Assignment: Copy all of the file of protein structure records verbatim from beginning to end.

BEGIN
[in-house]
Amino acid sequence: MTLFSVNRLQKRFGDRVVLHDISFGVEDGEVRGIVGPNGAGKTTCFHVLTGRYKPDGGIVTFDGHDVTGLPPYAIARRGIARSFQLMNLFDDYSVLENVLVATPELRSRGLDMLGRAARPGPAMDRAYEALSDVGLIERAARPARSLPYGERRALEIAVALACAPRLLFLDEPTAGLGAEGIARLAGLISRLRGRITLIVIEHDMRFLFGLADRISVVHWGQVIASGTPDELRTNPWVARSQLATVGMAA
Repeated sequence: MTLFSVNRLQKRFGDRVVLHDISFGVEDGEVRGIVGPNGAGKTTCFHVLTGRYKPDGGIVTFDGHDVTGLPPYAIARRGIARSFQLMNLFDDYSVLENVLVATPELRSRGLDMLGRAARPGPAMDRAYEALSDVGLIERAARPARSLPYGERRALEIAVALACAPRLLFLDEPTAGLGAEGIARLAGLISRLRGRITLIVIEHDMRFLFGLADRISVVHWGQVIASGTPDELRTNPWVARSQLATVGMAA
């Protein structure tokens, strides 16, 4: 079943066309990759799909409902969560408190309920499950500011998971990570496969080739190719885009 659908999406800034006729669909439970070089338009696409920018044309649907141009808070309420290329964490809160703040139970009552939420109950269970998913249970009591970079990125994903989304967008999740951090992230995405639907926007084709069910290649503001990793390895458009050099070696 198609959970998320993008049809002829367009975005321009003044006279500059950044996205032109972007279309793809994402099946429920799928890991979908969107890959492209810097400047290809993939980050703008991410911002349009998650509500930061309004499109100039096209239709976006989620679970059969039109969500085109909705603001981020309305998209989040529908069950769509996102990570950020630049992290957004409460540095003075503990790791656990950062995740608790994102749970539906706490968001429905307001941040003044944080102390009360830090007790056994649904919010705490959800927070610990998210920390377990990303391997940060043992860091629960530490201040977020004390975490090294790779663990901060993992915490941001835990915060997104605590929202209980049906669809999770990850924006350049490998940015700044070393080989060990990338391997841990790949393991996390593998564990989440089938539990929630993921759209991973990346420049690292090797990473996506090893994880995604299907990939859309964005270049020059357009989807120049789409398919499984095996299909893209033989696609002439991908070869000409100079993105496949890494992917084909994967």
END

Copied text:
[in-house]
Amino acid sequence: MTLFSVNRLQKRFGDRVVLHDISFGVEDGEVRGIVGPNGAGKTTCFHVLTGRYKPDGGIVTFDGHDVTGLPPYAIARRGIARSFQLMNLFDDYSVLENVLVATPELRSRGLDMLGRAARPGPAMDRAYEALSDVGLIERAARPARSLPYGERRALEIAVALACAPRLLFLDEPTAGLGAEGIARLAGLISRLRGRITLIVIEHDMRFLFGLADRISVVHWGQVIASGTPDELRTNPWVARSQLATVGMAA
Repeated sequence: MTLFSVNRLQKRFGDRVVLHDISFGVEDGEVRGIVGPNGAGKTTCFHVLTGRYKPDGGIVTFDGHDVTGLPPYAIARRGIARSFQLMNLFDDYSVLENVLVATPELRSRGLDMLGRAARPGPAMDRAYEALSDVGLIERAARPARSLPYGERRALEIAVALACAPRLLFLDEPTAGLGAEGIARLAGLISRLRGRITLIVIEHDMRFLFGLADRISVVHWGQVIASGTPDELRTNPWVARSQLATVGMAA
């Protein structure tokens, strides 16, 4: 079943066309990759799909409902969560408190309920499950500011998971990570496969080739190719885009 659908999406800034006729669909439970070089338009696409920018044309649907141009808070309420290329964490809160703040139970009552939420109950269970998913249970009591970079990125994903989304967008999740951090992230995405639907926007084709069910290649503001990793390895458009050099070696 198609959970998320993008049809002829367009975005321009003044006279500059950044996205032109972007279309793809994402099946429920799928890991979908969107890959492209810097400047290809993939980050703008991410911002349009998650509500930061309004499109100039096209239709976006989620679970059969039109969500085109909705603001981020309305998209989040529908069950769509996102990570950020630049992290957004409460540095003075503990790791656990950062995740608790994102749970539906706490968001429905307001941040003044944080102390009360830090007790056994649904919010705490959800927070610990998210920390377990990303391997940060043992860091629960530490201040977020004390975490090294790779663990901060993992915490941001835990915060997104605590929202209980049906669809999770990850924006350049490998940015700044070393080989060990990338391997841990790949393991996390593998564990989440089938539990929630993921759209991973990346420049690292090797990473996506090893994880995604299907990939859309964005270049020059357009989807120049789409398919499984095996299909893209033989696609002439991908070869000409100079993105496949890494992917084909994967």